As we were pulling out, letting the Provisionals retake the city, Miguel begged me to take him to the Big Bay, to the waterfront. The two of us were alone, watching the sunset while he took his clothes off. I remember seeing a mortar hit the water past us, but Miguel ignored it. He made me promise not to help him, not even when he leaned forward in his wheelchair to dive into the water.

I didn't see Miguel, but I heard him paddling, laughing, coughing. Finally, all three stopped. I called his name, heard only seagulls and the tides brushing the pier. I jumped into the water, and to hell with that promise.

I found him under the pier, floating against a pylon. His eyes were closed, and he was smiling. I opened his eye, but it didn't turn to look at me. He had no pulse. His chest didn't move. I buried him in the seafloor.

After San Diego, I slowly dismantled Blue Death. It had served its purpose, and I wouldn't let it go back to crime. It was useless. I was beaten. O'mara took her fury out on the Mexican national army, ignoring Blue Death entirely. She never realized that Miguel and I had been behind the whole ordeal. It was just as well. I took our failure out on the payroll.

Ultimately, though, it was my fault. In war, there are no bad armies, only bad officers. I had failed them, I'd failed everyone in San Diego, by not planning beyond the fight.

Xara looked Yevgeni in the eye. "That was the last time I actively opposed her. I kept planning to kill her, but I was always stopped by memories of L.A. Chaos on a global scale was too high a price to pay."

Yevgeni scrutinized her for a moment. Xara was nearly 300 Terran years old... and in that moment, Yevgeni saw every year on her face. A weariness, a fear. A weakness to be guarded.

Xara looked at the deck. "That's why I panicked when you killed her. I feared the end, World War Five, had finally come."

Yevgeni, between gulps of water to settle his stomach, said, "But it didn't."

"It didn't. You were very smart, Admiral, to strike when you did. The Empire grew complacent about Earth after I gave up. That's exactly what I did: I gave up. You've restored hope, Admiral Yevgeni, and you've cleared my mother's name. People are still scared, but O'mara had already give Earth back to Earth's governments. I didn't see that. I didn't see O'mara as a figurehead, didn't see her city as the only symbol of the Empire. Earth was already free, and only the Arion presence stopped any of us from seeing it. Our resistance would never win while they were here, because we believed we would never win while they were here."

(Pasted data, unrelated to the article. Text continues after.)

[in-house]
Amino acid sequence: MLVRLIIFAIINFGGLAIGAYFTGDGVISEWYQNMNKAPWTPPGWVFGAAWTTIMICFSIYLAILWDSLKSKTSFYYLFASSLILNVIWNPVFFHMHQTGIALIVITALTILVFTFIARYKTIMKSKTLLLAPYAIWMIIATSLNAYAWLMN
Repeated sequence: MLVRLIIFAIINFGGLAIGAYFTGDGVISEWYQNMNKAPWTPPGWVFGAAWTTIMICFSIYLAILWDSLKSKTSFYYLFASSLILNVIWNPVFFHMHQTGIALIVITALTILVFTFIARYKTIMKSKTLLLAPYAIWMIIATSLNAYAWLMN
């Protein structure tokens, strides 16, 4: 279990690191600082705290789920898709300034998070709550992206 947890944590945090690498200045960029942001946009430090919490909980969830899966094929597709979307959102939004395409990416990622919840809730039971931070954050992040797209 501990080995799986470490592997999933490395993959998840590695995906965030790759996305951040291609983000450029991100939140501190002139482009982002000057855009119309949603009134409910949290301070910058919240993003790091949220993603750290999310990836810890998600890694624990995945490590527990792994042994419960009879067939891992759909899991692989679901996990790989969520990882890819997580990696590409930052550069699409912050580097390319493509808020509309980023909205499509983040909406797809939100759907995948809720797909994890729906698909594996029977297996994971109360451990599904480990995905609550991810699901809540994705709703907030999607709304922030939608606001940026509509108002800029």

Xara had slowly crept to his side as she'd spoken. Now she dropped to one knee, to bring her motherly face below his fatherly one while he sat. "You've opened our eyes, Admiral. Let me open yours to Earth. To us."

Yevgeni was moved by her words - he forgot his seasickness, captivated by her beautiful face, her pleading eyes.

He'd misjudged her. He'd thought of Xara as Velorian, Protector, alien and outsider. But time and again, she'd shown her devotion to Earth. She wasn't human by biology... but she was human by her heart. By her soul.

To save my people from yours. Yevgeni had never actually said that to her. But he'd said it to himself.

He laid a hand on her cheek as the yacht rocked hard to port; she nearly lost her balance, yet his arm held her there while she regained it. "Tell me what it's like on Velor."

Xara faltered. "I... I don't know. I've never been there. I was born on Earth, and..."

It was as if the yacht had flipped over, the shock he felt. Xara was born here???

Xara looked away, choking on her words. She'd opened up, and the tears in her eyes threatened to burst through her dam again.

Yevgeni pitied her. Of all the casualties of war and the years onward, here before him was the one who'd suffered the most. For her, life on Earth... no, life... had been pure hell. Worse than for him, for the Colonies he'd brought home. Aria, the Empire, had repaired much. But here in his hands, delicate as a steel flower, was the real damage. It would take so little to break that flower's stem.

Not steel, aluminum. She was so strong, so light... and so wounded.

Earth had recovered long ago, and could stand for itself with the Colonies.

Xara had lost so much, she might never recover.

And so, a touch of anger, righteousness, and perhaps madness came upon the admiral. His hand trembled on her cheek with rage. What Aria had done for Earth suddenly paled for him. He vowed, The Empire will pay for this, too. Raids against Protectorates weren't enough. Holding Earth wasn't enough. He had to hurt them, hurt them to make them concede to him.

Unfortunately for all concerned, he knew just how to do that...